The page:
Former UC Berkeley doctor accused of sexually assaulting patients
UC Berkeley Police have arrested a campus physician who provided health services to students for over 20 years for allegedly sexually molesting patients while they underwent medical examinations.
Robert Martin Kevess, 52, of Oakland, pleaded not guilty to six counts of sexually assaulting male patients beginning in 2006 at the University Health Service’s Tang Center during an afternoon arraignment in Alameda County Superior Court Thursday.
According to the university, one of Kevess’s patients approached the school’s health services medical director on March 23 with details of an illegal sexual encounter that occurred while he was being examined. A criminal investigation was launched into the incident, with authorities identifying at least five other alleged victims who been seen by Kevess as patients and reported that they were sexually molested.
- MORE: Criminal Complaint against Kevess (.pdf file from berkeley.edu)
Kevess, who was hired as a general care physician in 1989, was placed on leave from the health center on March 31. He resigned two weeks later.
Kevess surrendered to UC Police on Wednesday and was booked into Alameda County Jail. He remains free on bail after posting a $745,000 bond. His license to practice medicine in the state has been temporarily suspended, according to investigators.
In June 2010, Kevess underwent a university biennial medical re-credentialing process, which looked at complaints and other disciplinary items.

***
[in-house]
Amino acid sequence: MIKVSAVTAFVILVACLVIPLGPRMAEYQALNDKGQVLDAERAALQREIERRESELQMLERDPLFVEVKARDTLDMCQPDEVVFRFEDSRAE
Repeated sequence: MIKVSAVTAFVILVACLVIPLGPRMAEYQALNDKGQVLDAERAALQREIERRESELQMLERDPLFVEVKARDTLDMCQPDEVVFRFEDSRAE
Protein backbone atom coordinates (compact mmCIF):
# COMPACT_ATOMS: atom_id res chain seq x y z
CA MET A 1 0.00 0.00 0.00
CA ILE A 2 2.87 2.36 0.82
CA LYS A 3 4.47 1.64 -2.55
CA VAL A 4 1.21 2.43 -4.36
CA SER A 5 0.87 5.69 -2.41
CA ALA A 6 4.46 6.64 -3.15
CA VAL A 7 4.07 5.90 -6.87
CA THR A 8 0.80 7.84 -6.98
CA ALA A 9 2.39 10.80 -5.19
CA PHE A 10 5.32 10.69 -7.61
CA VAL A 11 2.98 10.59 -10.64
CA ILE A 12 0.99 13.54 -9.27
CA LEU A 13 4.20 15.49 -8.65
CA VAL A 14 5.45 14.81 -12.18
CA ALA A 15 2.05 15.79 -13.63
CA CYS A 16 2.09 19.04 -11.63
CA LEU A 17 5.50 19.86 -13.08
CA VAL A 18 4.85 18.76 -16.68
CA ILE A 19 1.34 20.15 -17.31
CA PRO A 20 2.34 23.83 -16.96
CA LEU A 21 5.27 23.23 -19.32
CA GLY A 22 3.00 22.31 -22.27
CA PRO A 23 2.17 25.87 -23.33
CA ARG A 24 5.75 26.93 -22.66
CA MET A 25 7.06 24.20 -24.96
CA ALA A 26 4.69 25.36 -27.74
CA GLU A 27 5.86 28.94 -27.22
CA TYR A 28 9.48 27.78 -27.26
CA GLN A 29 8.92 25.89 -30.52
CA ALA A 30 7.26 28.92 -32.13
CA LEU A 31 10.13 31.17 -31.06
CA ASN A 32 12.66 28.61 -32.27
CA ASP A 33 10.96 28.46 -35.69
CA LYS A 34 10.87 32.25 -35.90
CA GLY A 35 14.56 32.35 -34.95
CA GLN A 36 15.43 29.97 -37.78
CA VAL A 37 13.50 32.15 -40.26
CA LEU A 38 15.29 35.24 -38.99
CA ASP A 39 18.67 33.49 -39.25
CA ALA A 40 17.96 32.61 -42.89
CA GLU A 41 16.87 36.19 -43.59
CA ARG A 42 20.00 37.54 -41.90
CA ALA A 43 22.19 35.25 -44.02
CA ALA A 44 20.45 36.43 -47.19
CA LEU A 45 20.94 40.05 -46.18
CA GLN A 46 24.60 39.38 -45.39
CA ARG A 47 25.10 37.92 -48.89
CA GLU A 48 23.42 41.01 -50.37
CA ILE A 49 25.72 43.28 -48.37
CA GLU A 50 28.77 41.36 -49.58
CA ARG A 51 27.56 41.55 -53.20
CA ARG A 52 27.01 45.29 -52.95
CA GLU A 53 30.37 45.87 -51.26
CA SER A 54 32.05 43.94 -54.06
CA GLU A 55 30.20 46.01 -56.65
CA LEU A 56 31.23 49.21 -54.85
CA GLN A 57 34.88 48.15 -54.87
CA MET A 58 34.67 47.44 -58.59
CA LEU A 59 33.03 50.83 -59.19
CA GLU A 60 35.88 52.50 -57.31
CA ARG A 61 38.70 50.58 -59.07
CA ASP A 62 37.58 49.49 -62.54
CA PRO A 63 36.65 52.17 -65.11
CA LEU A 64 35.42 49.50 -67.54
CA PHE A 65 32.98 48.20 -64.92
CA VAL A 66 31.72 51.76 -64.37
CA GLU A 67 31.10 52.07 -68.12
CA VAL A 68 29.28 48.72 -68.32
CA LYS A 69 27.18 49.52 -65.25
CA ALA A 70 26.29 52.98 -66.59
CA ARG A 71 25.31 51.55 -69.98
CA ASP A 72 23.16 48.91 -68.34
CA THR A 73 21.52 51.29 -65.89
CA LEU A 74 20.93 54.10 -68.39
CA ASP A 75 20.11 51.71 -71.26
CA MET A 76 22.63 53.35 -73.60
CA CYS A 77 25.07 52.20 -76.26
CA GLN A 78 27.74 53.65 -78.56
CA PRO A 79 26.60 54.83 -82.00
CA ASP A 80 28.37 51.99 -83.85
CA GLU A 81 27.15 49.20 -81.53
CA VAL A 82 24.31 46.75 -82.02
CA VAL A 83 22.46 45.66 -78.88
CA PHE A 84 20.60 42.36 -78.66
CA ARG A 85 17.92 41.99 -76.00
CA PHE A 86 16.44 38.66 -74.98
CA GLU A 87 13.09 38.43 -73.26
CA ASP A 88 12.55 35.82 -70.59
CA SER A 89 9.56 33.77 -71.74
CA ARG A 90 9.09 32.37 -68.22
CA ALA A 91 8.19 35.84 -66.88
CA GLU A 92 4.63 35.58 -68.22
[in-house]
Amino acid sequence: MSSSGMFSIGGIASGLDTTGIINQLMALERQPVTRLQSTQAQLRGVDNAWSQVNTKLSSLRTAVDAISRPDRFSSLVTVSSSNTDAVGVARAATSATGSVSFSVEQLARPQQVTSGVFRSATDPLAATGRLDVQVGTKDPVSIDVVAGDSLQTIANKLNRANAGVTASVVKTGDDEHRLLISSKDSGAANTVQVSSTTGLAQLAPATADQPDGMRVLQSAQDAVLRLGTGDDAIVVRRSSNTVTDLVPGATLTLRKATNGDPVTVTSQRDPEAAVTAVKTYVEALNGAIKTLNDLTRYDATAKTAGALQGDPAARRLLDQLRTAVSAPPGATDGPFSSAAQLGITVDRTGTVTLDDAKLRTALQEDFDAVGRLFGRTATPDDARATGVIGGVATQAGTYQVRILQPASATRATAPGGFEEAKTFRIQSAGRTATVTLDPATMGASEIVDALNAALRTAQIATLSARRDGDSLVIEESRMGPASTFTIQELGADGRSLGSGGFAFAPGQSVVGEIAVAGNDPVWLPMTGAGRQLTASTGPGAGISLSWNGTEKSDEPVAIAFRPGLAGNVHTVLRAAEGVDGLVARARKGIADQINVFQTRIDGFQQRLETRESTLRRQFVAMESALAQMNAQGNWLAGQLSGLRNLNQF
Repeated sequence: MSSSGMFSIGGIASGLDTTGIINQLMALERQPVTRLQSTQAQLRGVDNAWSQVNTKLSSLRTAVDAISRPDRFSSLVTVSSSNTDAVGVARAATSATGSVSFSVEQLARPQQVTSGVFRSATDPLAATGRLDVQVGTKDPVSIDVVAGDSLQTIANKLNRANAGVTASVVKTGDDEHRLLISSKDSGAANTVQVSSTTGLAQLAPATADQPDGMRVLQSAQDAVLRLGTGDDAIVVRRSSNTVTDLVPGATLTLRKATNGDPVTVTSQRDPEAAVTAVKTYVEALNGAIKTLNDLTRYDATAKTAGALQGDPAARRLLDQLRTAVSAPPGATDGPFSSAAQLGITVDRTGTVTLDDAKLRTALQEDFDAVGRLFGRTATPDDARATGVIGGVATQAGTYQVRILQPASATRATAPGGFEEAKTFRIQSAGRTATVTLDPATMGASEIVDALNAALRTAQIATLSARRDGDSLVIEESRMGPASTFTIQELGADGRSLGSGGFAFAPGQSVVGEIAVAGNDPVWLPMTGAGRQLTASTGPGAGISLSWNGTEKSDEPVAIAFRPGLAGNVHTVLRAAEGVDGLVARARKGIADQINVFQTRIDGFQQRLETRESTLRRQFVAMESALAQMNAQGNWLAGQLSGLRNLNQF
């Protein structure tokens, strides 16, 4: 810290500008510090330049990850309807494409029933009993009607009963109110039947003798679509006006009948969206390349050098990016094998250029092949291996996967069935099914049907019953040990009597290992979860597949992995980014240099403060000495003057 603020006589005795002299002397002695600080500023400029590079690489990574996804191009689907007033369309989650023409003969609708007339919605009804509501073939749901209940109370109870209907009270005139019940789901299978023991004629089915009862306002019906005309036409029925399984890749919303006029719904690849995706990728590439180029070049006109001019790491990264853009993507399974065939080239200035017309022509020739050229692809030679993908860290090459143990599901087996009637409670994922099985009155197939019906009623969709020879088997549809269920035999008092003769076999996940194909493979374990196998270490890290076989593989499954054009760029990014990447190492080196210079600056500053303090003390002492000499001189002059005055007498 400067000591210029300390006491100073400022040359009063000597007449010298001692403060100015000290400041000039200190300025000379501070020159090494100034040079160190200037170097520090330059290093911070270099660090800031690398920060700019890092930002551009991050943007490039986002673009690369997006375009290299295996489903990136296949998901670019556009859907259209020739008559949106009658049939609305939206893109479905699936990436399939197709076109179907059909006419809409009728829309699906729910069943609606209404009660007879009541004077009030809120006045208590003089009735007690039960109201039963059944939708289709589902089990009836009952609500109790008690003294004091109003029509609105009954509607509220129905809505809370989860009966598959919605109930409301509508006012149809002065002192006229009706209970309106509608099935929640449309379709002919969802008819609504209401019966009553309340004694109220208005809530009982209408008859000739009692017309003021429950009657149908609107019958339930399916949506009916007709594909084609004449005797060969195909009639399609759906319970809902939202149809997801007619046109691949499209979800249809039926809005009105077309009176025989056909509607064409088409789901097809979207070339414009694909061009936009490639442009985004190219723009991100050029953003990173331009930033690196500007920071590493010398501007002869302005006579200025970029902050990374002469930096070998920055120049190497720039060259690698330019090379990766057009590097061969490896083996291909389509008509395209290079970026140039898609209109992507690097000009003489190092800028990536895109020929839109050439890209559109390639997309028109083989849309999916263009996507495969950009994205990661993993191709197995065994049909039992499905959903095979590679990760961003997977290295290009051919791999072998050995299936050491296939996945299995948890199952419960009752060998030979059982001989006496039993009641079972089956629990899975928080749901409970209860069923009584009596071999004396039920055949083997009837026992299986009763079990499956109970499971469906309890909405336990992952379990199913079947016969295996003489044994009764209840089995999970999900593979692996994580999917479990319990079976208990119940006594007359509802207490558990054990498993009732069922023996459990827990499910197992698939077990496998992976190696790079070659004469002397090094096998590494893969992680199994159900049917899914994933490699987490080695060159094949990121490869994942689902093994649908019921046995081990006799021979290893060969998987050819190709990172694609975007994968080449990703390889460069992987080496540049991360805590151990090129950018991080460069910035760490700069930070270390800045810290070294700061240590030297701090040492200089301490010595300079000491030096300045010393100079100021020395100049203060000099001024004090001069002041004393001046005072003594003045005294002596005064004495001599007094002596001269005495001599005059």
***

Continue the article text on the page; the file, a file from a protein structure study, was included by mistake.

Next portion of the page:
“No formal complaints had previously been submitted regarding the physician, and his most recent re-accreditation review — in July 2010 — identified no issues of concern,” Dr. Brad Buchman, medical director of the school’s Health Services, said in a written statement.
Investigators do not know whether there were additional victims who had been patients of Kevess. Victims are asked to contact UC Police’s Criminal Investigations Bureau at (510) 642-0472. Anonymous reports can be submitted through http://police.berkeley.edu/caltip.
“We continue to examine how this could have happened, and how we can assure that it will never happen again,” UC Berkeley Chancellor Robert Birgeneau said in a written statement. “In the meantime, I can state with complete confidence that the UHS leadership and care providers remain focused on the needs of their patients, and on providing the highest possible levels of patient care, protection and education.”
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